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Florida Lawmakers Pass Gun Control Measure, But Governor’s Response Uncertain


Flowers and mementos are seen the day students and parents came for voluntary campus orientation at the Marjory Stoneman Douglas High School, Feb. 25, 2018.

Florida lawmakers on Wednesday passed new gun legislation despite the National Rifle Association lobbying against it, displaying the effect of the recent Parkland school shooting on lawmakers’ attitudes toward gun control.

The state House of Representatives voted 67-50 to approve the bill Wednesday after the state Senate approved it Monday. It goes now to Florida Governor Rick Scott, who supports most but not all of the provisions in the bill. He told reporters Wednesday, “I am going to read the bill, and I am going to talk to parents. ... My goal is that this never happens again to a parent in our state.”

Scott pledged to read the bill “line by line” but did not promise to sign it.

The gun legislation came after the Feb. 14 school shooting in Parkland, Florida, in which a 19-year-old former student allegedly killed 17 people at Marjory Stoneman Douglas High School with an AR-15-style assault weapon. That former student, Nikolas Cruz, was formally indicted Wednesday on 34 counts — 17 counts of premeditated murder and 17 counts of attempted murder.

Bill's provisions

The bill calls for a three-day waiting period for the purchase of most long guns and a rise in the minimum age for buying such weapons from 18 to 21. It also bans the possession or sale of bump stocks, devices that can rig guns to shoot with the speed of automatic weapons.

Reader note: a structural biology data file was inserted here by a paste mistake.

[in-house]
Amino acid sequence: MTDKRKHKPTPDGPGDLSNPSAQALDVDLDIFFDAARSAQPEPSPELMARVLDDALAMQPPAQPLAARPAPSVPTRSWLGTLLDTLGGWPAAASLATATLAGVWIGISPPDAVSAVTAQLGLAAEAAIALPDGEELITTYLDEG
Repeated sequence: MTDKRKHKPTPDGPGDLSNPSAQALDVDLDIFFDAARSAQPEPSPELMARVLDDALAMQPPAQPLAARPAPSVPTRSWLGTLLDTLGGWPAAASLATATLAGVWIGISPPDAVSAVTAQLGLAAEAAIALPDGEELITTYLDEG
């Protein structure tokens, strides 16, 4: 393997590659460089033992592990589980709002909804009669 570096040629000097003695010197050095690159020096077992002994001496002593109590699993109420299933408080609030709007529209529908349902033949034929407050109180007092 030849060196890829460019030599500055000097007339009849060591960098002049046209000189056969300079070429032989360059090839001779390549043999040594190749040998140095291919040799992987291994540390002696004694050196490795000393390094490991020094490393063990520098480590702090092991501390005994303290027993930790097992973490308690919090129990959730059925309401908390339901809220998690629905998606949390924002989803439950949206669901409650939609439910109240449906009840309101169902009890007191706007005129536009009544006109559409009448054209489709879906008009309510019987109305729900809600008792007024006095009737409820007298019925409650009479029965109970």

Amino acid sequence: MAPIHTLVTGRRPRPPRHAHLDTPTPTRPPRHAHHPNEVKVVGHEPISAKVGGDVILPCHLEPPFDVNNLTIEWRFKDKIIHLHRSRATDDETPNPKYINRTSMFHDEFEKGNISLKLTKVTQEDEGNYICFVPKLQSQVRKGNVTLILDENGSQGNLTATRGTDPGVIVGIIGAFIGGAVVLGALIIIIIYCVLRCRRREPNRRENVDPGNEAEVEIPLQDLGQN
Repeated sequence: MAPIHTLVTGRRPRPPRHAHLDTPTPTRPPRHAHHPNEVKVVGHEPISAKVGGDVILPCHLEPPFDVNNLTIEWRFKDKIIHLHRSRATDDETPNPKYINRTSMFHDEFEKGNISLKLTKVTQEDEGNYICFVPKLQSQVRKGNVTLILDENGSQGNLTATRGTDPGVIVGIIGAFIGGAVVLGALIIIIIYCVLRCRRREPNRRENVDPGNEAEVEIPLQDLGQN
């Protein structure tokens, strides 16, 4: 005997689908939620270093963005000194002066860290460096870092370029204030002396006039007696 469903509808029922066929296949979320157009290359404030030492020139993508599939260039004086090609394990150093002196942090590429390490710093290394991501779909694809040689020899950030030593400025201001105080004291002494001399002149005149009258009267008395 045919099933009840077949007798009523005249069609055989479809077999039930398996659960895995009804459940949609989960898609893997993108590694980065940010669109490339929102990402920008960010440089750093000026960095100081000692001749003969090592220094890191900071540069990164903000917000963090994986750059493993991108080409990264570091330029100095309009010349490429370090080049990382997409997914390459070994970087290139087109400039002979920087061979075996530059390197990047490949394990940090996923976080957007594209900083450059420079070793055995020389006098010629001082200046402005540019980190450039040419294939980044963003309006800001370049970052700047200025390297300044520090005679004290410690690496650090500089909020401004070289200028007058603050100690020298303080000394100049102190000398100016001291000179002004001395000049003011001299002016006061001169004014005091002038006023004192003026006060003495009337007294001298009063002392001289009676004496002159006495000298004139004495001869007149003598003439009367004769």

Bump stocks were not a factor in the Parkland shooting, but they were used in a mass shooting in Las Vegas in October in which 58 people died and have been part of the gun control conversation since then.

According to the Florida legislation, state law enforcement officers would be given power to temporarily remove weapons from people deemed to be at risk of committing violence. It would also establish a new judicial process for removal of guns and ammunition from people deemed to be a threat to themselves or others.

The Florida bill also provides nearly $100 million to improve school security and $67 million for a program that would allow school districts to voluntarily train and arm school employees to act as “marshals” for school defense. The “school marshals” would have to pass 132 hours of law enforcement training and undergo a background check and diversity training.

The bill also instructs state law enforcement agents to set up a mobile app allowing members of the public to report threats anonymously. It gives additional funding to school mental health services and security officers. And it allocates $1 million for a memorial to the victims of the Parkland shooting.

No ban on assault weapons

Parkland students, who have mobilized a gun control effort since the shooting, have been demanding a ban on the sale of assault weapons, but that is not included in the current bill.

NRA Florida lobbyist Marion Hammer issued an “emergency alert” to its members in Florida, urging them to tell their lawmakers to vote against the bill, arguing that the waiting period, the new age limit and the bump stock ban would have no effect on crime rates.

In the end, however, the cry was drowned out by the voices of those affected by the shooting, a factor many lawmakers cited in their decision to back the bill.

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